October 1, 2016. Walker’s Point, Milwaukee

I knew this afternoon was off to a felicitous beginning when my brother and I found an open spot in the angle parking just outside Mobcraft’s front doors. Opened all across the front of Mobcraft’s huge taproom, these doors invited us in from the rather gray, drizzly day outside. Our luck continued as we found two open seats at the bar, surrounded by a crown from which lifted the occasional cheer as the Wisconsin-Michigan game played out on a projection screen.

Though I didn’t get a chance to shake his hand and thank him for the beer, seeing one of Mobcraft’s brewers and owners, Henry Schwartz, behind the bar reminded me of what I love about Milwaukee’s beer scene: real, honest people who love beer. What’s more, I know everyone at Mobcraft has been working twelve-hour days for months, so seeing them enjoying the fruits of their labor was awesome. Ladies and Gantleman, that’s a beer very well deserved. Cheers.

Now, the best thing about wet autumn days is how much better they make beer taste. Is it that the increased humidity enhances the aroma and flavor of beer? Or maybe it’s sense of raising a glass in the homey atmosphere of a crowded taproom filled with like-minded drinkers? Maybe, like a fire on the hearth, a beer in the glass just has a way of warming your heart.

Well all that sounds very romantic, this was one event I attended  with a mission: to try as many beers as I could and still stay sober enough to drive home safely.

For such a young brewery, Mobcraft’s menu (pictured below in all it’s worn, crinkled glory) was an embarrassment of riches. It defied the cursory glance, demanded to be examined and planned around.A wiser drinker than I would have spent several minuted thinking through a course of beers. But I am not always a wise person.

Though logic would suggest that we start with lighter fare, say the Strawberry Kolsch or maybe the seasonally appropriate Helles Ginger Bock, we opened with a sample of Mobcraft’s 2015 Noctis: a Russian Imperial aged in bourbon barrels. This beer epitomizes what I love most about Mobcraft. Their spirit of experimentation and exploration. I often see beers from them that don’t quite seem like they should work, but then totally surprise me and open my mind to new possibilities in a beer. In Noctis, the cranberrie gave a tart edge that rounded out into beautiful chocolate coffee tones which then gave way to the rich bourbon-y finish that just kept going into this lovely, dry, cinnamon finish. What I especially liked about this beer was that it’s body didn’t feel cloying or overwhelming.While I only drank the 5oz sampler, I felt I could have drank a 10 or 12 oz glass quite pleasantly.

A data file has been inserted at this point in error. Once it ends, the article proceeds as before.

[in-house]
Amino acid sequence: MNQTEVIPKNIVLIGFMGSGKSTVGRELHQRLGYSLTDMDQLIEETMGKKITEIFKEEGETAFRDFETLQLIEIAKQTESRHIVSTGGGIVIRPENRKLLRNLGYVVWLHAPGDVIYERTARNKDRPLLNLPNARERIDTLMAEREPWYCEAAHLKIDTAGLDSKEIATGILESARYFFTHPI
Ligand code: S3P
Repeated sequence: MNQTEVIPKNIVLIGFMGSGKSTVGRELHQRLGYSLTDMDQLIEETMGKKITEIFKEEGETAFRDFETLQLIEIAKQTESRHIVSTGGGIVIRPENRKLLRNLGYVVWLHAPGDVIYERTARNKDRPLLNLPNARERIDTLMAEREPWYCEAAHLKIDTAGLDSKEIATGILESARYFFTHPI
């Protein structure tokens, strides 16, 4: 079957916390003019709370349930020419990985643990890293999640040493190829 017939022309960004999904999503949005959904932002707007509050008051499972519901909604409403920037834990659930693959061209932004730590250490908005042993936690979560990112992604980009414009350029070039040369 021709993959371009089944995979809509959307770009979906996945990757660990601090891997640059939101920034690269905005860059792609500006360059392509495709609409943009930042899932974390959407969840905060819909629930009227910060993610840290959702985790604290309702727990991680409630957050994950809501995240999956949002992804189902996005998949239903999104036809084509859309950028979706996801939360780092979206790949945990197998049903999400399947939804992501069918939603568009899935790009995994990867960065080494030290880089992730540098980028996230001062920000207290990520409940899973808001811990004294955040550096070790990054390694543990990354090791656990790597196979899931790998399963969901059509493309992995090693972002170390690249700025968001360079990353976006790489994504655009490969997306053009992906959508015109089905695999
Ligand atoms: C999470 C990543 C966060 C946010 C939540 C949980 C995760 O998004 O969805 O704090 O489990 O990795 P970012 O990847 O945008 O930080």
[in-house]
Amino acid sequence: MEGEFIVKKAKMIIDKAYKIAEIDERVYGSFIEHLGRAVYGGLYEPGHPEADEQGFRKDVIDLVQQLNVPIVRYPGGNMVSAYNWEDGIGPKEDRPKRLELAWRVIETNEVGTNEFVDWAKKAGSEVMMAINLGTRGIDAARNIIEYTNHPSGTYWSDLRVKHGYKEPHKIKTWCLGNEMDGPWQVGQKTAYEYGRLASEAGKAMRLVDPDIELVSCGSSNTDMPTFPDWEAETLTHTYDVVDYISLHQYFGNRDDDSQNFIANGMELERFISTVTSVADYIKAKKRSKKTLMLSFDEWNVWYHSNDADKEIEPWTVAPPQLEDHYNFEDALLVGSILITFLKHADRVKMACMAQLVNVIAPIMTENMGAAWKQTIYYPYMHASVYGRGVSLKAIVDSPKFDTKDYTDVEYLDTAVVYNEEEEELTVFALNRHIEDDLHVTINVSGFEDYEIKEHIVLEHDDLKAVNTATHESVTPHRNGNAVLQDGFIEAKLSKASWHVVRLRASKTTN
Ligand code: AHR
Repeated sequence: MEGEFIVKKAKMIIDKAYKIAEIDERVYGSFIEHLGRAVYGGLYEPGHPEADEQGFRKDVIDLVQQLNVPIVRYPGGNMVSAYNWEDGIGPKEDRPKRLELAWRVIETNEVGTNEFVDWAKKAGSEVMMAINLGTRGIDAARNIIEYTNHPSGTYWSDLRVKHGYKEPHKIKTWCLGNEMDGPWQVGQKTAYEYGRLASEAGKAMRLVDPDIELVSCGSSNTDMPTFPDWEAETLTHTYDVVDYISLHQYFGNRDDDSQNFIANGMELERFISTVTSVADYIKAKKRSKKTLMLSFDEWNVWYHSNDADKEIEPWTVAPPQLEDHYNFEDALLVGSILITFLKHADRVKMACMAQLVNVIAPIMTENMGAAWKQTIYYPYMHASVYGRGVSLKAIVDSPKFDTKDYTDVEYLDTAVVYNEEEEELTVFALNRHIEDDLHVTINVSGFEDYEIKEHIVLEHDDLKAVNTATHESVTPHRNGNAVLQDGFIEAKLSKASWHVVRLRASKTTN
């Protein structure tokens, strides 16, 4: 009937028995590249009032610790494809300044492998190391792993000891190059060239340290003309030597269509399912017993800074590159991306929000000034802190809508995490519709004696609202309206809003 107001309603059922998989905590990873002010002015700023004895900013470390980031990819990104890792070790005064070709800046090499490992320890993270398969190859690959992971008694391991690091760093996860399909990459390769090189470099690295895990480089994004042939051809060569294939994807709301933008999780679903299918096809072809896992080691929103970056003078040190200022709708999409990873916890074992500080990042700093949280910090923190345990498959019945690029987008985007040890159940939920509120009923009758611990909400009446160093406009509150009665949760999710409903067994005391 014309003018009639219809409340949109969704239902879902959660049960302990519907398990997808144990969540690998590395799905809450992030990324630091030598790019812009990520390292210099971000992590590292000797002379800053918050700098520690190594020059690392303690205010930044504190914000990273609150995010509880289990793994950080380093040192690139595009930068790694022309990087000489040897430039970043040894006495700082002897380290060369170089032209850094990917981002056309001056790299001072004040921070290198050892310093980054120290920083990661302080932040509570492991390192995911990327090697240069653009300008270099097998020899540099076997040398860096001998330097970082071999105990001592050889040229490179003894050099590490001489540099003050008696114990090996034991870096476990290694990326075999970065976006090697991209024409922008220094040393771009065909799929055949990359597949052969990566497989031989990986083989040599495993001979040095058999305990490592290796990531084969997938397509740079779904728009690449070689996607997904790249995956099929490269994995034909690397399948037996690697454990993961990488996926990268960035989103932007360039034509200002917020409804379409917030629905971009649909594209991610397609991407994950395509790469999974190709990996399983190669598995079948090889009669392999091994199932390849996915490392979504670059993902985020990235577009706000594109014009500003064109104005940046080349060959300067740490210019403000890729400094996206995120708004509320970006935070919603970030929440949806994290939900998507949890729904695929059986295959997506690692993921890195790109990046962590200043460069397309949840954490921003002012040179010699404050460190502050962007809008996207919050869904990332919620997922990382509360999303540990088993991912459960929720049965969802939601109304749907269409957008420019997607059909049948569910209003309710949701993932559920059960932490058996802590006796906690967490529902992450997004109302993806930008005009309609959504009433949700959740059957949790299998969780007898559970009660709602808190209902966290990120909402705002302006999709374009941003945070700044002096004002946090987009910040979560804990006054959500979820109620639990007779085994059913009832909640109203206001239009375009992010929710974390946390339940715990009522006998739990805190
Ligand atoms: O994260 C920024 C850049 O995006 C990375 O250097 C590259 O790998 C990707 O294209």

Next was the Barrel Agred Laughing Clown. A keystone of Mobcraft’s Grand Opening, the BA Laughing Clown was released in bottles the same day we tried it. Laughing Clown opened and closed with a totally unexpected, soft, sourness. Presumably picked up from its time in the barrel, I really enjoyed the sour character. Chocolate stout can take whatever you throw at it in terms of adjuncts, so it wasn’t wholly surprising to find this fitting in so well. I picked up a 22 oz bottle, which I will enjoy sitting on the hearth this weekend.

Mystique DH with Pekko — a barrel aged Double IPA — gave me a chance to see how the barrel would play with an DIPA. This was a super cool beer. With anything barrel aged, I look to see where the barrel fits in, what elements it highlights. Here, I thought the dry-hop lent tons of tropical fruit that rounded out the barrel tannins. Behind it all was the bitter backbone of hops. I increasingly find myself drawn to IPAs, so this was a really pleasant find because I got to experience a new variation on something I love. One question: when can I get this in bottles?

After sampling Senor Bob (a tequila-barrel aged Imperial Cream Ale that totally elevates a workaday style) and Crimson Commander (an wonderfully piney Imperial IPA), it was time for us to head our for dinner. On the way out, I picked up another 22 oz of Helles Ginger Bock to try the next day.

This was an afternoon spent as well as I can imagine: sampling an array of styles only to find unexpected twists and turns at every sip. Those unexpected delights, and variety of beers and styles that it could take weeks to taste, mean I’ll be returning to Mobcraft’s taproom very, very soon.

Cheers.

— Nathan